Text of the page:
Pro Tip: If you're stuck, let your portfolio and professional experience inform your decision about whether you'll pursue a niche subcategory of website design or offer more holistic services. If you only have experience creating websites for consumer packaged goods products (CPG), stick with the CPG industry. Or, if you've created websites for educational institutions, food and beverage, entrepreneurs, and more, you may consider sticking with a no-niche agency.
3. Pick a name.
I know — picking a business name is tricky! It should be descriptive but not too long. Reflective of your mission, yet clever. Unique but simple. That's a lot to keep in mind. (Psst: If you need help selecting your business name, check out these 300+ examples of business names we love for inspiration.)
In some cases, you may want to use your own name as the title of your business. If you believe yourself to be the face of your brand, then maybe, using your name is a good idea. Of course, there's also the search engine optimization (SEO) value if you have an uncommon name.
I advise you to test out your business names in front of family, colleagues, or friends. You can run a poll on LinkedIn to ask others in the industry which they prefer. Picking a moniker is a serious commitment, so be sure you're willing to stick with it for a while.
Pro Tip: I suggest doing some research before you commit to your name. When you Google it, if a lot of other agencies pop up, you might want to pick an alternative. If there are already a ton of other businesses with the name, you'll have a hard time securing social media handles, too.
4. Create a mission statement.
Before you begin ideating your company mission statement, I suggest you check out some examples from businesses you admire. (May I humbly suggest HubSpot?)
I also love Be Bold Design Studio's mission statement. It's straightforward, focused on impact, and I love how Miller clearly displays it on the footer of the studio's homepage.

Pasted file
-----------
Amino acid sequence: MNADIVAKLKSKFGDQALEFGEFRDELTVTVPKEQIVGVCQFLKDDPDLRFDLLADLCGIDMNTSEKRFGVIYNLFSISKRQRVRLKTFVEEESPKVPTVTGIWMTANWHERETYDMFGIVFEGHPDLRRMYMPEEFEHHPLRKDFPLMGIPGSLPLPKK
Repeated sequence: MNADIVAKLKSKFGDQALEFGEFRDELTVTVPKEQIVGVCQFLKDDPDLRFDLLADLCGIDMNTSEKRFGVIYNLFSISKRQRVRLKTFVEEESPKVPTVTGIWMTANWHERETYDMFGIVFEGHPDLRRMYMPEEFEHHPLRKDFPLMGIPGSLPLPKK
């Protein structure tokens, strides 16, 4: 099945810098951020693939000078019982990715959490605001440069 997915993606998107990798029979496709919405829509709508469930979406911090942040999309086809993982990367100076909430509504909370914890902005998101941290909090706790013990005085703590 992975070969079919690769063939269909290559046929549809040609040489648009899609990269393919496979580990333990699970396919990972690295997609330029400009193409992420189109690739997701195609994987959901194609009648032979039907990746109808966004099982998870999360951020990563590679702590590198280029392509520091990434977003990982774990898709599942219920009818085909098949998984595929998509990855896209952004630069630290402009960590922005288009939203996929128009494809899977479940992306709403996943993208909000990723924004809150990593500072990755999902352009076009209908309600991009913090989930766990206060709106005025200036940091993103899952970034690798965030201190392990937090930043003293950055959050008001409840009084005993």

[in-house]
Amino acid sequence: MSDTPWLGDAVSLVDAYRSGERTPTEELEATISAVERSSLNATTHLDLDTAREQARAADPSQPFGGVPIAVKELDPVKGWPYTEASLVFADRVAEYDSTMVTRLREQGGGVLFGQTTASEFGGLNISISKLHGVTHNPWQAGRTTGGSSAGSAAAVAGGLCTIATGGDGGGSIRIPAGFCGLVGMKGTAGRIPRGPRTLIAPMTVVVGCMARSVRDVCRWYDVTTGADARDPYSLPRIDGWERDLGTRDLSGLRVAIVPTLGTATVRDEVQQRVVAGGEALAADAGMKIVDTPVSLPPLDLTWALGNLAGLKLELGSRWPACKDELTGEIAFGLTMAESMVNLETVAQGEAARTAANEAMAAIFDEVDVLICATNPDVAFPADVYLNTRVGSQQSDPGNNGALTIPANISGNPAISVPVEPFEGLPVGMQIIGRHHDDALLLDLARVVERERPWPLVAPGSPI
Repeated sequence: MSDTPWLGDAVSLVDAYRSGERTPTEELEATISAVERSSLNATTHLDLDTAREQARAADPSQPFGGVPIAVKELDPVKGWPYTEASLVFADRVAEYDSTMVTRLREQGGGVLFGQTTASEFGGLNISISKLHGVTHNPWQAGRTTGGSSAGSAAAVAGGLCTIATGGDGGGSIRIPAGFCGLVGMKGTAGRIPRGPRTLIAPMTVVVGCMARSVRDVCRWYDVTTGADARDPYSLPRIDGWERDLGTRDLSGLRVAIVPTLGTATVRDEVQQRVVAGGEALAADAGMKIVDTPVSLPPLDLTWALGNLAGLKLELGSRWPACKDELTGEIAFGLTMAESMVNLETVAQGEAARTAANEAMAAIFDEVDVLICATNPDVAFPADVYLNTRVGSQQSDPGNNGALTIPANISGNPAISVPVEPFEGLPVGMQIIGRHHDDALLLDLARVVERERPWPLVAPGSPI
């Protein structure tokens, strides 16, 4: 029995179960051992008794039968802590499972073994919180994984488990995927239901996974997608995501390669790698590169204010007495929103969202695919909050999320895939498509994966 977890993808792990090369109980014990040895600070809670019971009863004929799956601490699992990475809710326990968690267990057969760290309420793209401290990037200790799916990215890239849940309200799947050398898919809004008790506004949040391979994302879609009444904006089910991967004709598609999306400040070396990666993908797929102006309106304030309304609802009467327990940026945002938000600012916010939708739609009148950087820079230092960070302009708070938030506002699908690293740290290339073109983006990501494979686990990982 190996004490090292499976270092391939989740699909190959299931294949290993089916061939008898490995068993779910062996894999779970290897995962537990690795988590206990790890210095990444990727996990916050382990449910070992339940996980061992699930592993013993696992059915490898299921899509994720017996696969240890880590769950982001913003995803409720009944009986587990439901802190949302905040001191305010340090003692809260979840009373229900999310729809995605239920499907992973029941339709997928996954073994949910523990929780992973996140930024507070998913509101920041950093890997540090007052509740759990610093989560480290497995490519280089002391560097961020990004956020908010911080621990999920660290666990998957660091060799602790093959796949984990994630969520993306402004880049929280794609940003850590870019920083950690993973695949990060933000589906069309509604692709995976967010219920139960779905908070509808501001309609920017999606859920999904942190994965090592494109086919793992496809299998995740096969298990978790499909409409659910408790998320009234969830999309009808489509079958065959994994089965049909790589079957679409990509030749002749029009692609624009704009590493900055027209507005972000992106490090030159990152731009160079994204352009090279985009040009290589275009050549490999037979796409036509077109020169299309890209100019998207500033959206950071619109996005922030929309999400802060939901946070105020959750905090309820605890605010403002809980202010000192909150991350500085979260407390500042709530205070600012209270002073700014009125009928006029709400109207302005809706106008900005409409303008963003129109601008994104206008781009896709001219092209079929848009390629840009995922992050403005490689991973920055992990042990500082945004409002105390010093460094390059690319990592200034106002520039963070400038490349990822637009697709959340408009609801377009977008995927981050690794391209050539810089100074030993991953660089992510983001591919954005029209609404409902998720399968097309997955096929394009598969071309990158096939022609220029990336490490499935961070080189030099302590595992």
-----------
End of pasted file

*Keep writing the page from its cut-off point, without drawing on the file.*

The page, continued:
Your mission statement doesn't have to be too long or intricate. The best mission statements are straightforward and succinct, and they showcase your company's values.
Pro Tip: You can include your mission statement on your homepage, footer, or on its own page, depending on how much emphasis you'd like to place on it.
5. Determine what you want to offer.
You have your name, mission statement, and niche all picked out. Your next step is determining what you want your business to offer. Ultimately, you can make your business as all-encompassing (or niche) as you want. Do you want to offer complete website design services that include add-ons such as branding and logo design or photography? Or do you want to work mainly on website rebuilds? What about maintenance — do you want to offer it or leave clients to their own devices?
It is your business — so you can decide what you want to offer based on both your skills and experience. However, keep in mind that if you don't have a well-rounded menu of offerings, clients may take their business elsewhere, where they can get their website created, logos created, and branding established all in one place.
Pro Tip: If you're building your business with a co-founder, League suggests that you consider picking someone with expertise in the opposite of what you do. "When you're getting started, you don't necessarily think of looking for someone who does the opposite of what you're doing," she says. However, by thinking about this in advance, you can reduce the likelihood that you'll need to outsource help. (Psst: That doesn't only apply to business offerings. For instance, if you have the creative portion under control, consider working with someone more analytical who can tackle the finances.)
6. Establish a business plan.
In my opinion, writing up a business plan is arguably the most daunting part of learning how to start a web design business. The good news? You don't have to do it yourself — this robust guide to creating a business plan will offer you a life raft.
Your business plan should provide a clear summarization of your organizational strategy for success. You can use your business plan to acquire funding from investors or help forecast your business demands. Most importantly, when starting out a business, your business plan should highlight your goals and the way you plan to achieve them. This is also where you'll tie in your mission statement and business purpose.
If you're feeling overwhelmed by the prospect of writing your business plan, use one of our free templates to set you on the right track. For example, I love this one page business plan template.
It's concise, asks the right questions, and makes it easy for you to keep all your crucial information in one handy location. You can download it here.
Pro Tip: Taking a look at other business's plans can help you figure out how to build out your own. Here are 24 sample business plans to get your creative juices flowing.
7. Seek legal advice.
Congratulations; you're about halfway through the process of learning how to create your web design business from home. Give yourself a pat on the back — and take a deep breath because it can be overwhelming.